New poll: only 7% of responses “very satisfied” with Kenney

Kenney has the lowest approval rating in Canada, and trails Trudeau in Alberta.

In an Léger poll released last week, Alberta premier Jason Kenney received the worst support levels in the country.

Of the survey respondents living in Alberta, only 7% were “very satisfied” with the measures the UCP leader put in place to fight the COVID-19 pandemic. Five times that many (34%), on the other hand, said they were “very dissatisfied” with his response.

When you account for those who somewhat approve and somewhat disapprove, the numbers come in at 30% approval overall, compared to 65% disapproval overall.

These numbers reflect the poorest showing across the country. The next lowest overall approval rating is 37%, which both Ontario and Manitoba received. Ontario had the second highest disapproval rating, at 60%, if you factor in “somewhat dissatisfied” and “very dissatisfied”.

This isn’t Kenney’s lowest showing in a Léger poll—he hit 5% “very dissatisfied” at the beginning of March—but he’s been hovering around 7% for the last few weeks.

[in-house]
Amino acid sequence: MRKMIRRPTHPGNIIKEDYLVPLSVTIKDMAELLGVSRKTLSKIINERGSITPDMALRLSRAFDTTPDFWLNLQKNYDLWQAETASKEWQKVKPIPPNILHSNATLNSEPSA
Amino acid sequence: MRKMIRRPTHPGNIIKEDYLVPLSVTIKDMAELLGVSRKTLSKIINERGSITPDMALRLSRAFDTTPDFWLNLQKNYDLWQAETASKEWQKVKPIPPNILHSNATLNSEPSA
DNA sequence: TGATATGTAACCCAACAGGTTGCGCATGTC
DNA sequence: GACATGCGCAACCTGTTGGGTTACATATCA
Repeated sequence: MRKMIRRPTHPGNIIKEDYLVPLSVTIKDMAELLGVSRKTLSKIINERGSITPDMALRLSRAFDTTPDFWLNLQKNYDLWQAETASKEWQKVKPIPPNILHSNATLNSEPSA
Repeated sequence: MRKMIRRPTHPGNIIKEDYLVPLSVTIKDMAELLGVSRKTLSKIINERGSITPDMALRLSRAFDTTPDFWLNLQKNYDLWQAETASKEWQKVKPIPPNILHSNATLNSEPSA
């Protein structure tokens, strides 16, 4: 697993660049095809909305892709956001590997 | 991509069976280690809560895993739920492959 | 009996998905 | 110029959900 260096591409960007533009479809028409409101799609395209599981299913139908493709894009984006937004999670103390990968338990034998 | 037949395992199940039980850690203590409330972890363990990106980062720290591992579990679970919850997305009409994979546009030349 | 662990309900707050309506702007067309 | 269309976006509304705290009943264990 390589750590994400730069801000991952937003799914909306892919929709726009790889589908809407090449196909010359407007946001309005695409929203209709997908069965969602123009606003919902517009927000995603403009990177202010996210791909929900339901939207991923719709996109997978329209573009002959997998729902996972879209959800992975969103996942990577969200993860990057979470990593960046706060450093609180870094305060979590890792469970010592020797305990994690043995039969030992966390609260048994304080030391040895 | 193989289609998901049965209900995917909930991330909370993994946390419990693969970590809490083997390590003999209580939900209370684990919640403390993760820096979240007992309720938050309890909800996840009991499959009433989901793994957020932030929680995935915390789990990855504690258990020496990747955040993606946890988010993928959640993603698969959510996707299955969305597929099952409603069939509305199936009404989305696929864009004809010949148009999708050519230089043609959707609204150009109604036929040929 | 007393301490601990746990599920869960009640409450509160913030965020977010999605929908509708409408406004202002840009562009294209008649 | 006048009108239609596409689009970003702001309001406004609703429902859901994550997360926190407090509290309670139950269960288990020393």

15 Feb1 Mar15 Mar29 Mar12 Apr26 Apr
Very dissatisfied28%28%30%30%38%34%
Somewhat dissatisfied29%30%30%21%29%31%
Total dissatisfied57%58%60%51%68%65%
Somewhat satisfied32%36%30%41%22%22%
Very satisfied8%5%7%6%8%7%
Total satisfied40%40%36%47%29%30%
Total numbers may be off due to rounding.

How does this compare to the federal government’s COVID-19 response?

Well, when Alberta respondents were asked whether they were satisfied with the measures the federal government implemented to fight the pandemic, 44% said they were satisfied and 52% said they were dissatisfied. (These numbers include both “somewhat” and “very” responses.)

In other words, Alberta voters were happier with Trudeau’s response than they were with Kenney’s (44% vs. 30%).

This latest Léger poll surveyed 1,548 Canadians, including 26 in Alberta (174 weighted). It was a panel survey, so we can’t associate a margin of error to it based on the non-probability nature of this sample, but the results of a similarly-sized probability sample would likely be accurate to within ±2.49 percentage points, 19 times out of 20.

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By Kim Siever

Kim Siever is an independent queer journalist based in Lethbridge, Alberta. He writes daily news articles, focusing on politics and labour.

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